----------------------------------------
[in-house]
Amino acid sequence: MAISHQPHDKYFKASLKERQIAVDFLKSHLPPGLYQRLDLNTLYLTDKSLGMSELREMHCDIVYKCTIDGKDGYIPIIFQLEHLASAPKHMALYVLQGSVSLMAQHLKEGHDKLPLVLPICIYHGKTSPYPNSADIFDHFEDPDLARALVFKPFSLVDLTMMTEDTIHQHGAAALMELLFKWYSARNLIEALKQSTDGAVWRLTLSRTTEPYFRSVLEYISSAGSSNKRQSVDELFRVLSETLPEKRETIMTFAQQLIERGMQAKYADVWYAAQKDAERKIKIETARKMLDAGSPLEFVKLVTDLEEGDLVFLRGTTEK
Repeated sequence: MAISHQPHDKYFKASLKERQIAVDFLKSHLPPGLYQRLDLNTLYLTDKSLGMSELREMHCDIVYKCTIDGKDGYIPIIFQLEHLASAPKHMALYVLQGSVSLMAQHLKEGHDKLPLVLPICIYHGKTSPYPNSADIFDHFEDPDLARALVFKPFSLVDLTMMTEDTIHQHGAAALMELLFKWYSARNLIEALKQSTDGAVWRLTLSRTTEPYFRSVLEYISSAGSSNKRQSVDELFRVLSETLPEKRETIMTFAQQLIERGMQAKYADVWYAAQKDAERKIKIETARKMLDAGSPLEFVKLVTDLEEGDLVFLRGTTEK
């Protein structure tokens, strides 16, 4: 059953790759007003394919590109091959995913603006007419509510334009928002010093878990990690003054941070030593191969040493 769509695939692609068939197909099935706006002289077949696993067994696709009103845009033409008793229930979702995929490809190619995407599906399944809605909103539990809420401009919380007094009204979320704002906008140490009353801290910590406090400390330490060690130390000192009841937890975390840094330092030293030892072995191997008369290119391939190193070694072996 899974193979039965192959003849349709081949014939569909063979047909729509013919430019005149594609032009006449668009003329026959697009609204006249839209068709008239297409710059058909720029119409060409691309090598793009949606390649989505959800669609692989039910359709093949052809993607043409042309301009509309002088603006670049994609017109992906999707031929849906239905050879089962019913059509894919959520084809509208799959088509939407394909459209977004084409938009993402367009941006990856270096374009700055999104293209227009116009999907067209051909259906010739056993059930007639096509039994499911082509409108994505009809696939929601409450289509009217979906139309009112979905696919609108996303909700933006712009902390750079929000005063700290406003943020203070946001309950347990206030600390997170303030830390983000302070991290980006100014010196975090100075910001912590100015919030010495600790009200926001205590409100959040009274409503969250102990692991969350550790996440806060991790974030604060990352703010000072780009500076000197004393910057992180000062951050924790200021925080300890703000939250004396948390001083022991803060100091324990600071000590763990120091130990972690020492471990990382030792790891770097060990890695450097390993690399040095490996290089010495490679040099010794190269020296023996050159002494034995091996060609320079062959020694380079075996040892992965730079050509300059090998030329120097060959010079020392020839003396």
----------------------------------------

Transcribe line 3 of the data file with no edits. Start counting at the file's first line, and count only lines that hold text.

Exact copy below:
Repeated sequence: MAISHQPHDKYFKASLKERQIAVDFLKSHLPPGLYQRLDLNTLYLTDKSLGMSELREMHCDIVYKCTIDGKDGYIPIIFQLEHLASAPKHMALYVLQGSVSLMAQHLKEGHDKLPLVLPICIYHGKTSPYPNSADIFDHFEDPDLARALVFKPFSLVDLTMMTEDTIHQHGAAALMELLFKWYSARNLIEALKQSTDGAVWRLTLSRTTEPYFRSVLEYISSAGSSNKRQSVDELFRVLSETLPEKRETIMTFAQQLIERGMQAKYADVWYAAQKDAERKIKIETARKMLDAGSPLEFVKLVTDLEEGDLVFLRGTTEK